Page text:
Topics: Fruits, Vegetables, Healthy, Diets, Nutrition

March is National Nutrition Month!

Posted by Michele Eckbold on Fri, Mar 1, 2013 @ 16:03 PM

describe the imageIt is officially National Nutrition Month.  Our Registered Dieticians and amazing staff are here to provide support to you every day. Kick off the month with a little fact or fiction quiz to see just how much you know at And remember to check back daily for updates, resources and fun facts.

Topics: Healthy, Nutrition

Great infographic showing when your favorite fruits & vegetables are in season!

Posted by Brian Fioravanti on Fri, Sep 7, 2012 @ 17:09 PM

Great infographic showing when the fruits and vegetables you love are in season and at the peak of their flavor!


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Source: CUESA 

Why eat more fruits and vegetables?

  • Healthy diets rich in fruits and vegetables may reduce the risk of cancer and other chronic diseases.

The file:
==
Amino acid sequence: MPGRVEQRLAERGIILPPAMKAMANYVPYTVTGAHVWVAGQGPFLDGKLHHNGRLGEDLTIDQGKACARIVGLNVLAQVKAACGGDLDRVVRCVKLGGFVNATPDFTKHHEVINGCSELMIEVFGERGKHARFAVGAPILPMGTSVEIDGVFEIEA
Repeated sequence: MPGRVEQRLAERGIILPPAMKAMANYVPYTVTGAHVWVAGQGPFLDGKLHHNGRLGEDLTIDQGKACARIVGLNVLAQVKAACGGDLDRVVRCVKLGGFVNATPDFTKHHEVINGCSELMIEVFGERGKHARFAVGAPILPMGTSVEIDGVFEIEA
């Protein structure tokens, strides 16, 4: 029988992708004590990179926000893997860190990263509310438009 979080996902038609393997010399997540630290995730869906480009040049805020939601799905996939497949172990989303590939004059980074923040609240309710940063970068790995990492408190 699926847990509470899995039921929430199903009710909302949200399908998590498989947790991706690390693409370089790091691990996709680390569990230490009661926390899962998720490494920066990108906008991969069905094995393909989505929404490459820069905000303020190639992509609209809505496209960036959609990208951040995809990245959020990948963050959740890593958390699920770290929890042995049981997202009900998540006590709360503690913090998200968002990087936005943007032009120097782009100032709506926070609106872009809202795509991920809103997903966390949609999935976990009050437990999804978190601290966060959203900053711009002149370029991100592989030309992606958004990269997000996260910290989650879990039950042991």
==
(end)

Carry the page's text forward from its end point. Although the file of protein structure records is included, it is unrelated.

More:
• Fruits and vegetables also provide essential vitamins and minerals, fiber, and other substances that are important for good health.
  • Most fruits and vegetables are naturally low in fat and calories and are filling.
Source: Centers for Disease Control and Prevention

Topics: Fruits, Vegetables, Healthy, Diets, Nutrition

NMSC CEO Featured in The Washington Post - Nursing Home Menus

Posted by Amanda Navazio on Thu, Aug 16, 2012 @ 17:08 PM

Even in elder care, we are what we eat
 July 21, 2012 - 12:27am

By Esther Cepeda

As a lifelong super-duper picky eater, one of my favorite stories of culture clash is about when Hernando Cortés landed at Vera Cruz near Moctezuma’s palace in Tenochtitlan, now present-day Mexico.

After mirrors, gold collars and ornaments of quetzal feathers were given to the Spanish conquistador, the Aztec king’s messengers returned with strange tales of what they’d observed. According to written and artistic accounts of Cortes’ invasion, the strangers ate “large and white” food — which the messengers described as sweet and “something like straw, but with the taste of a cornstalk.”

The accounts related: “Moctezuma was astonished and terrified by their report, and the description of the strangers’ food astonished him above all else.”

This detail sprung to mind last weekend as I finished touring my Uncle Juan’s new nursing home. Now a very skinny figure who’s lost much of the appetite that kept him at a jolly weight for most of his midlife, my uncle didn’t have any real complaints about his new residence except for the food.